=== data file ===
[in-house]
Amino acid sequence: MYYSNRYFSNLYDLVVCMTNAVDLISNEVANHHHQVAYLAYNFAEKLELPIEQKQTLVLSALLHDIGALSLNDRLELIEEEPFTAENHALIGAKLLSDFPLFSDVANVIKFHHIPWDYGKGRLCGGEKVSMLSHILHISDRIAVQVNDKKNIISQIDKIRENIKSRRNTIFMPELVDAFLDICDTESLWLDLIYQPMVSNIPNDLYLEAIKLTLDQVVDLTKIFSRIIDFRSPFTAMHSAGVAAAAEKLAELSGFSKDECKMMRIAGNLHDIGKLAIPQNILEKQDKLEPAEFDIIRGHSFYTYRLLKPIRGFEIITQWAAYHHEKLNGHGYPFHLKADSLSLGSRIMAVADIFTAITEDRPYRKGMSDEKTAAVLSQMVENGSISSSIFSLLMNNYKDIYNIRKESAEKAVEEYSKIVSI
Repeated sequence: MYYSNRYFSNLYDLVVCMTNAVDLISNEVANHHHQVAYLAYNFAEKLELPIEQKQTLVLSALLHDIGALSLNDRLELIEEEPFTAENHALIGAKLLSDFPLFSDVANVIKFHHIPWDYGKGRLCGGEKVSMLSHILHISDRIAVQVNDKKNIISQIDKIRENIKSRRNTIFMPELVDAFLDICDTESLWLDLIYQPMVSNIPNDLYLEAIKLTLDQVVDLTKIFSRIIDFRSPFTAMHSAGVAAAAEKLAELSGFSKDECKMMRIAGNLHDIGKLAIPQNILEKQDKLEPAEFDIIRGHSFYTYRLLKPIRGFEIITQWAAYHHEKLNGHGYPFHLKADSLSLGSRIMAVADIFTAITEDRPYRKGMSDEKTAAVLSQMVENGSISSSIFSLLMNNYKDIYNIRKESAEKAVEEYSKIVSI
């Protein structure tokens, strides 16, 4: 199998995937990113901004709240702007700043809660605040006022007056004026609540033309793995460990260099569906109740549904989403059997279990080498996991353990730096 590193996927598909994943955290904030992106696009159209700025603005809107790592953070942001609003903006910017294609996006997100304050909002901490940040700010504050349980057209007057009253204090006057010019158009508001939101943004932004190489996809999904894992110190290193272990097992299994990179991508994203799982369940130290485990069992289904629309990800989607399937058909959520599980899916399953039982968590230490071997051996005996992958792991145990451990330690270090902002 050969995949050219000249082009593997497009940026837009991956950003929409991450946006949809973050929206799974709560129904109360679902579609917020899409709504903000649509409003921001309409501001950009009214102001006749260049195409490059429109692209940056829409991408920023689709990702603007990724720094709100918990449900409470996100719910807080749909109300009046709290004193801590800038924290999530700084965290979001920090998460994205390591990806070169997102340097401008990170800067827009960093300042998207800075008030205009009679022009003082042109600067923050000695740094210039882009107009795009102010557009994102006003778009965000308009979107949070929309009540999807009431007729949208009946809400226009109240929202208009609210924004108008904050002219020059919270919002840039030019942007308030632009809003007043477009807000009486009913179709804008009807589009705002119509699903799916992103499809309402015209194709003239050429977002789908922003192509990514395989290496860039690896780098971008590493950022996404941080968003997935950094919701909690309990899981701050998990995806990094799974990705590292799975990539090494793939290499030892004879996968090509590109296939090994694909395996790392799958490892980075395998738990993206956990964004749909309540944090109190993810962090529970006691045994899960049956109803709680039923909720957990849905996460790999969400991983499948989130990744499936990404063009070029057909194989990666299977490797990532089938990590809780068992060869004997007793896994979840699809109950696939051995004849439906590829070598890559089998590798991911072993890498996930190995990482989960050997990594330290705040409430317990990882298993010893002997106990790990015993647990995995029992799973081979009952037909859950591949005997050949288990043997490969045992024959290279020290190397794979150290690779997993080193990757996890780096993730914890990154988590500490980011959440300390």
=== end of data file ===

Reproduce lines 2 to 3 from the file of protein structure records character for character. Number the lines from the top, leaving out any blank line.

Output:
Amino acid sequence: MYYSNRYFSNLYDLVVCMTNAVDLISNEVANHHHQVAYLAYNFAEKLELPIEQKQTLVLSALLHDIGALSLNDRLELIEEEPFTAENHALIGAKLLSDFPLFSDVANVIKFHHIPWDYGKGRLCGGEKVSMLSHILHISDRIAVQVNDKKNIISQIDKIRENIKSRRNTIFMPELVDAFLDICDTESLWLDLIYQPMVSNIPNDLYLEAIKLTLDQVVDLTKIFSRIIDFRSPFTAMHSAGVAAAAEKLAELSGFSKDECKMMRIAGNLHDIGKLAIPQNILEKQDKLEPAEFDIIRGHSFYTYRLLKPIRGFEIITQWAAYHHEKLNGHGYPFHLKADSLSLGSRIMAVADIFTAITEDRPYRKGMSDEKTAAVLSQMVENGSISSSIFSLLMNNYKDIYNIRKESAEKAVEEYSKIVSI
Repeated sequence: MYYSNRYFSNLYDLVVCMTNAVDLISNEVANHHHQVAYLAYNFAEKLELPIEQKQTLVLSALLHDIGALSLNDRLELIEEEPFTAENHALIGAKLLSDFPLFSDVANVIKFHHIPWDYGKGRLCGGEKVSMLSHILHISDRIAVQVNDKKNIISQIDKIRENIKSRRNTIFMPELVDAFLDICDTESLWLDLIYQPMVSNIPNDLYLEAIKLTLDQVVDLTKIFSRIIDFRSPFTAMHSAGVAAAAEKLAELSGFSKDECKMMRIAGNLHDIGKLAIPQNILEKQDKLEPAEFDIIRGHSFYTYRLLKPIRGFEIITQWAAYHHEKLNGHGYPFHLKADSLSLGSRIMAVADIFTAITEDRPYRKGMSDEKTAAVLSQMVENGSISSSIFSLLMNNYKDIYNIRKESAEKAVEEYSKIVSI